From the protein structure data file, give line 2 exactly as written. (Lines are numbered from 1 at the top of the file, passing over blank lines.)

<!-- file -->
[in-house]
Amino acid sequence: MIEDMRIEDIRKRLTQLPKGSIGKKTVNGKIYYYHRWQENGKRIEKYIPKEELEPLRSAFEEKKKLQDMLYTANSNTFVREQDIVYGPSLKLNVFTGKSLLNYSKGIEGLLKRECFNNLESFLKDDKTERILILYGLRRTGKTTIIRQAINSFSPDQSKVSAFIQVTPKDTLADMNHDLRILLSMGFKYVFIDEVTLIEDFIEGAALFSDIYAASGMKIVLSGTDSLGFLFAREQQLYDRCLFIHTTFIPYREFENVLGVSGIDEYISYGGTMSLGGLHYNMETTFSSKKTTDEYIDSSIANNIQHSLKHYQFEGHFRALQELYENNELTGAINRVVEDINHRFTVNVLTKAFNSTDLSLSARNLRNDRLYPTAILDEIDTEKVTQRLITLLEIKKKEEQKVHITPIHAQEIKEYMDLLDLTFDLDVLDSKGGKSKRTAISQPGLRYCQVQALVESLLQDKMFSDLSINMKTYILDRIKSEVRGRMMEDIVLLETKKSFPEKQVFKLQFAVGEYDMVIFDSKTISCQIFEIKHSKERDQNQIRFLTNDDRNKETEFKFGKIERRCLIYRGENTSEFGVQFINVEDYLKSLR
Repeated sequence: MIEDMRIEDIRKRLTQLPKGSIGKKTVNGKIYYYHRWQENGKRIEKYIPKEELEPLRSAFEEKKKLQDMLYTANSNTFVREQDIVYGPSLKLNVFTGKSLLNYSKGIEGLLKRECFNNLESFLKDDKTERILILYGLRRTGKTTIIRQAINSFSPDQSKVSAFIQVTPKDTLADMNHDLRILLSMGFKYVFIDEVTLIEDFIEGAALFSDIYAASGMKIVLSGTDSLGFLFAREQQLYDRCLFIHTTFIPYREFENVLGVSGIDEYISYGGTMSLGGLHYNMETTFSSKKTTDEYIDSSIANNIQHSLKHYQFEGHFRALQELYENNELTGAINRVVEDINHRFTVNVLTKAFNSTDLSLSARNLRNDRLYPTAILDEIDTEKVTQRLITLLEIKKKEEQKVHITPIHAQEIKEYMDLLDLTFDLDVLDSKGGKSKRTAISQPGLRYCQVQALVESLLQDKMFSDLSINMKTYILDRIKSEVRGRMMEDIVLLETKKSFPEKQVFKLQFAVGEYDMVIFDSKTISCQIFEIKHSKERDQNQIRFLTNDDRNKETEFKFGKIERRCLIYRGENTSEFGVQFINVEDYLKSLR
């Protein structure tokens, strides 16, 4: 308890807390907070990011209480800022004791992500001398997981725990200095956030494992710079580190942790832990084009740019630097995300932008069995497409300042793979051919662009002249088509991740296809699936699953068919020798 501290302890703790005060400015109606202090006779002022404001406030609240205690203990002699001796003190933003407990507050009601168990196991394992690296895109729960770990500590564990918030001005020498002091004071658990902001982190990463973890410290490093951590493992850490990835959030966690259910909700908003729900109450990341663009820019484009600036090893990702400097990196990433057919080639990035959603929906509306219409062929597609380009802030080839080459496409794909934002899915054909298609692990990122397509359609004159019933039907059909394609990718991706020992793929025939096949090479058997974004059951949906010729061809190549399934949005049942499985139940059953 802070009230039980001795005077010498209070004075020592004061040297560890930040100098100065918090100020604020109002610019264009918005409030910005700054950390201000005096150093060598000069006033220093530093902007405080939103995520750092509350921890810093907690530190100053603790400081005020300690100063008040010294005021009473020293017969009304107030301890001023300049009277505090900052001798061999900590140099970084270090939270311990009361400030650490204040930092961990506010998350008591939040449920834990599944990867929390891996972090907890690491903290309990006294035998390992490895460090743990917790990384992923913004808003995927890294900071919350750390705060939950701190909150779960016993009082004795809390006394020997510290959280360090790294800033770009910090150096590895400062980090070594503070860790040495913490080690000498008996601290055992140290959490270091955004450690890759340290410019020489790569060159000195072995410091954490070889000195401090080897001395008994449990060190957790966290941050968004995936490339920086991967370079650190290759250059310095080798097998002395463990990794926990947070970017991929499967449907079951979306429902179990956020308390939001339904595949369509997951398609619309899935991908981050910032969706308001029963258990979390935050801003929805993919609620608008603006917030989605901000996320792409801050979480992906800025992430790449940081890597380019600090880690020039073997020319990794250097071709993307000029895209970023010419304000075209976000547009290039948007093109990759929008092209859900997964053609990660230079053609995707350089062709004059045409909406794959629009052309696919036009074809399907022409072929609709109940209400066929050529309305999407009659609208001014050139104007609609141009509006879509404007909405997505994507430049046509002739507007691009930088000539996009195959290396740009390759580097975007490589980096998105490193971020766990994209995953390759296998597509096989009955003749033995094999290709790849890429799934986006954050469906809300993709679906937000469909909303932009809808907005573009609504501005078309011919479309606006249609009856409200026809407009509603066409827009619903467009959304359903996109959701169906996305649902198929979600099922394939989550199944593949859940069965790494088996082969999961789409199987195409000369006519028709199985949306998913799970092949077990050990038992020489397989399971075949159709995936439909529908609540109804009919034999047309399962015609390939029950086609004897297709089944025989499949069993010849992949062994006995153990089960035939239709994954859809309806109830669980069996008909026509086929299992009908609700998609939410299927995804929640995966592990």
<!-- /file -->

Amino acid sequence: MIEDMRIEDIRKRLTQLPKGSIGKKTVNGKIYYYHRWQENGKRIEKYIPKEELEPLRSAFEEKKKLQDMLYTANSNTFVREQDIVYGPSLKLNVFTGKSLLNYSKGIEGLLKRECFNNLESFLKDDKTERILILYGLRRTGKTTIIRQAINSFSPDQSKVSAFIQVTPKDTLADMNHDLRILLSMGFKYVFIDEVTLIEDFIEGAALFSDIYAASGMKIVLSGTDSLGFLFAREQQLYDRCLFIHTTFIPYREFENVLGVSGIDEYISYGGTMSLGGLHYNMETTFSSKKTTDEYIDSSIANNIQHSLKHYQFEGHFRALQELYENNELTGAINRVVEDINHRFTVNVLTKAFNSTDLSLSARNLRNDRLYPTAILDEIDTEKVTQRLITLLEIKKKEEQKVHITPIHAQEIKEYMDLLDLTFDLDVLDSKGGKSKRTAISQPGLRYCQVQALVESLLQDKMFSDLSINMKTYILDRIKSEVRGRMMEDIVLLETKKSFPEKQVFKLQFAVGEYDMVIFDSKTISCQIFEIKHSKERDQNQIRFLTNDDRNKETEFKFGKIERRCLIYRGENTSEFGVQFINVEDYLKSLR